- Alexander took half of his silver targeteers, Agrians, a squadron of cavalry and archers on horseback. He marched away to the borders of the Oritans and Gediosians where he was told there was a narrow pass which separated the two countries. Both countries were camped there with their armies to keep the pass. No sooner had they heard of his coming but most of them abandoned the place and fled. Thereupon the chief of the Oritans went to him and submitted themselves and their whole country to him. The only charge which he laid upon them was to call home their country men to their homes. They were to assure them that in so doing all would be well with them and they would receive no harm.
- Alexander made Apollophanes joint governor of the Oritans with Leonatus, a captain of his bodyguard. He left Leonatus all his Agrians and some of his archers. He ordered the Oritans to await the coming of the fleet into those parts. In the meantime they were to go and help with the building of a new city and to order all matters there for the benefit of the people.
- He then marched with most of his army [for now Hephaestion had come to him] into the country of the Gedrosians which was mostly abandoned by the inhabitants. In this desert, Aristobulus says the Phoenicians which followed the army, bought what was sold there. They loaded their camels with myrrh and spikenard. Such spices and apothecary ware grew in abundance there. The whole army used it for coverings and beds to lie on. The spikenard which they walked over, gave off a most sweet smell that spread afar off. [Arrian. l.6. p. 138. & Strabo, l.15. p. 721.]
- He sent Craterus before him with a part of the army into the midland countries. He was to subdue Arimania [all the regions to the west of India even as far as Carmania were called this] and to go into those places which Alexander planned to go through. Craterus marched through the countries of the Aracotti and the Drangae. He subdued by force the country of Choarma which refused to submit. [Strabo, l.15. p. 721,725.] When Ozines [whom Arian calls Ordones] and Tariaspes who were two Persian nobles, revolted in Persia, Craterus subdued them by force and laid them in irons. [Curt. l.9. c.18.]
- Alexander with another part of the army went through the country of Gedrosia about 60 miles from the sea. Sometimes they camped near the sea. They marched through a barren, craggy, dry and desolate country. Alexander wanted to go by the sea coast all along so that he might discover what places there were in those parts fit to make ports in and make provision for his fleet. It was to come that way by his orders and for that purpose, he had wells dug and made ports for his navy. [Strabo, l.15. p. 721. & Arrian. 16. p. 139.]
- For this purpose, he sent before him Thoantes with a competent company of cavalry to scout the sea coast. He was to see whether there were any good landing places or fresh water near the shore or other suitable provisions for them. When he returned to Alexander, he told him that he found there some poor fishermen. They lived in little cottages built and covered over with shells of fishes and the backbones of them serving for rafters. The men used little water and they had to dig for it in the sand and the water was not very sweet.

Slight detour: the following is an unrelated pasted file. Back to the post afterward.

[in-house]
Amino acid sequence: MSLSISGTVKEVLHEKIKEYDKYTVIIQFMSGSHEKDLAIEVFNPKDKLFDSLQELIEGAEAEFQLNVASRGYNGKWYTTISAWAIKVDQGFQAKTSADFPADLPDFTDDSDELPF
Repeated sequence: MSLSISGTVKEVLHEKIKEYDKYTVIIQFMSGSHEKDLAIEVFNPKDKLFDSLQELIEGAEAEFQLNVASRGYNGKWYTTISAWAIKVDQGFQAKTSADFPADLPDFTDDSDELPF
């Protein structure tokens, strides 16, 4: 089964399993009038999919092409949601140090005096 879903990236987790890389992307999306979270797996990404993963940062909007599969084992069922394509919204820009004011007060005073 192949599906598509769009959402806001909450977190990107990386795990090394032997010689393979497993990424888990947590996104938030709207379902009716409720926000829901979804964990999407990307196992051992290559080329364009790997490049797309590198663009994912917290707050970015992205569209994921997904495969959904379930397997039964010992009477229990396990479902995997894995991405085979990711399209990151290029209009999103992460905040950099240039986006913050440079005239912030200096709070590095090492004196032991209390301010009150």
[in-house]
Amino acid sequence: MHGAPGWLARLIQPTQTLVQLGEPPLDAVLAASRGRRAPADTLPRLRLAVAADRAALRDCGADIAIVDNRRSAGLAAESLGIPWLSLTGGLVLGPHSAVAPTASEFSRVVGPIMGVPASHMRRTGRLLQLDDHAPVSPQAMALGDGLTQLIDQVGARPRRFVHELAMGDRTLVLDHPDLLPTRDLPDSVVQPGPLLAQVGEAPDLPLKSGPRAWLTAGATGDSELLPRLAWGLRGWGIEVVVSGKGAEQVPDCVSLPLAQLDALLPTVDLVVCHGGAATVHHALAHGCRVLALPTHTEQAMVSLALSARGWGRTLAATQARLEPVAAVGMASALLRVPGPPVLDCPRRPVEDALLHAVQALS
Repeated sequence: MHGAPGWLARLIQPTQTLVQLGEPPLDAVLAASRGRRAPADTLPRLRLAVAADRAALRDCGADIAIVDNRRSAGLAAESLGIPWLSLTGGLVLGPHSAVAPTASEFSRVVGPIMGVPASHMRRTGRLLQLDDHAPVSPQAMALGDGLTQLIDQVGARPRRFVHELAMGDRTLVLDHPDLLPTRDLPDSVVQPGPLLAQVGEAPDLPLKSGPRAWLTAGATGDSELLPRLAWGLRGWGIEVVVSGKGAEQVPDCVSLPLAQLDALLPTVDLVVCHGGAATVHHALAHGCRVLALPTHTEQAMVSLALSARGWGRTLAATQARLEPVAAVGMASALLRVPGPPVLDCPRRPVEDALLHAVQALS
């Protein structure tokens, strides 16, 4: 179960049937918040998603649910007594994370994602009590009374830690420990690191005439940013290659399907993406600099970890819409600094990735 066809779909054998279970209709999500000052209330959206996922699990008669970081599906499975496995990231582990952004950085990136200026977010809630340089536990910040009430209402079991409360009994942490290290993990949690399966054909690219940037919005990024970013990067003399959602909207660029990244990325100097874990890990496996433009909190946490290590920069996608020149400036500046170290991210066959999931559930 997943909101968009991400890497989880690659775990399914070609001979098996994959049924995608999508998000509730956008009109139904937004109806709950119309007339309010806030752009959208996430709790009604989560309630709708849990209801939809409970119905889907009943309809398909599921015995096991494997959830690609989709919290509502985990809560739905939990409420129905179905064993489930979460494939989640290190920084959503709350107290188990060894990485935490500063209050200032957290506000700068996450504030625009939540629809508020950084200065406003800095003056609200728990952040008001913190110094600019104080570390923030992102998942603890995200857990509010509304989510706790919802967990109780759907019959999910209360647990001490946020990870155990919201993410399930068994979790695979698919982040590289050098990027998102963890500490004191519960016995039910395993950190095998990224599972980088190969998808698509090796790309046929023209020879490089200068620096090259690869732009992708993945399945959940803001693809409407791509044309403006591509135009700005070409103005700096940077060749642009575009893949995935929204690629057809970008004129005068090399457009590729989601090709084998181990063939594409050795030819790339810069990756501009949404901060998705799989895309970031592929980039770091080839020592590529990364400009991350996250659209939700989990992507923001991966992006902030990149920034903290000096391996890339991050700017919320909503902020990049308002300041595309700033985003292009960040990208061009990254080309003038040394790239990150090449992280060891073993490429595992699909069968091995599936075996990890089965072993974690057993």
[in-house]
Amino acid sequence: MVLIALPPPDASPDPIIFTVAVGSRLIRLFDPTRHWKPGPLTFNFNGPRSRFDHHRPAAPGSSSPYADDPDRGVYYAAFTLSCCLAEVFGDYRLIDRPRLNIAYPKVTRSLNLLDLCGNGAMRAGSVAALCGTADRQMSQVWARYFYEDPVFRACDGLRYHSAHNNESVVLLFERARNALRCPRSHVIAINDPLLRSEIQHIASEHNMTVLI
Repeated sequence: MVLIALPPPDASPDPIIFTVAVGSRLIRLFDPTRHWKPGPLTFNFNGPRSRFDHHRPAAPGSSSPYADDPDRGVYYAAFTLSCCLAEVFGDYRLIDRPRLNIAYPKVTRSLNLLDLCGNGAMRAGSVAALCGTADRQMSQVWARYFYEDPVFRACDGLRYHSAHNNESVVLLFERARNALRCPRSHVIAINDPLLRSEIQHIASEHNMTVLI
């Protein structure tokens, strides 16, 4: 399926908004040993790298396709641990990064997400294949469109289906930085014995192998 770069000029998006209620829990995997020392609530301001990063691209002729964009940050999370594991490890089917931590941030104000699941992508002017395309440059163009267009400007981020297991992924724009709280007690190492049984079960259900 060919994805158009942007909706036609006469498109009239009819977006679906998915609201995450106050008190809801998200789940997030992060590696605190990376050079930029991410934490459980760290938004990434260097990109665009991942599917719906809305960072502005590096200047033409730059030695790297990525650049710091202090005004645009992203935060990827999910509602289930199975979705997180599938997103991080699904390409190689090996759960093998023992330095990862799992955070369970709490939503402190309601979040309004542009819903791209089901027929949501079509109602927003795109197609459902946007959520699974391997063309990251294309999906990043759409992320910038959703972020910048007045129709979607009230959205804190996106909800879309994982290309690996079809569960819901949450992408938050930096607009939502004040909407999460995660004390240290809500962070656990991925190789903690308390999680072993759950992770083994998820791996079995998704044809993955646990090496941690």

- Alexander finally came into a country of the Gedrosians where there was a supply of grain. He seized it all and sealed the sacks with his own signet. He placed it on wagons and sent it all away to the seaside. While he went to the next ports, the soldiers, broke the seals, opened the sacks and ate all the grain to satisfy their extreme hunger. Those who were the leaders in this matter were the ones entrusted with keeping it. When Alexander understood that it was done because of their hunger, he overlooked it. He sent all over the country to get more grain and had Cretheus carry it away to the seaside to supply the fleet and the army. The fleet at that very time landed in those parts. Alexander ordered the natives to go farther up into the country and from there to bring as much flour, dates and cattle as they possibly could. They were to carry it to be sold at the seaside to the army. He sent Telephus one of his friends to get more provisions of flour. He found some quantity of it although not much and carried it to another port according to his orders.
- Meanwhile some of the Oritans who dwelt in the mountains attacked Leonatus' brigade and killed a great number of them and then retired to safety again, according to Diodorus. Then the whole country of the Oritans joined with other neighbouring countries and made an army of some 8000 foot soldiers and 400 cavalry and made a general revolt. Leonatus attacked them and killed 6000 of their foot soldiers but he died in that fight. Apollophanes was the governor of that country and was appointed by Alexander, as we noted before. [Curt. l.9. c.18. Arrian. l.7. p. (149). and in his Indica, p. 184.]
- Nearchus landed at this place with his fleet and loaded provisions of grain provided by Alexander. This would serve his army on board for 10 days. He repaired his ships that were leaky. He left any unfit sailors with Leonatus to serve on land and took others in their place from his companies. [Arrian. in his Indica, p. 185.]
- Philippus, whom Alexander had made governor over the Oxydracans and Mallians, was attacked and murdered by his own mercenary troops. The murderers were attacked by the Macedonians who were his guard. They shortly were taken and hewed in pieces for their deeds.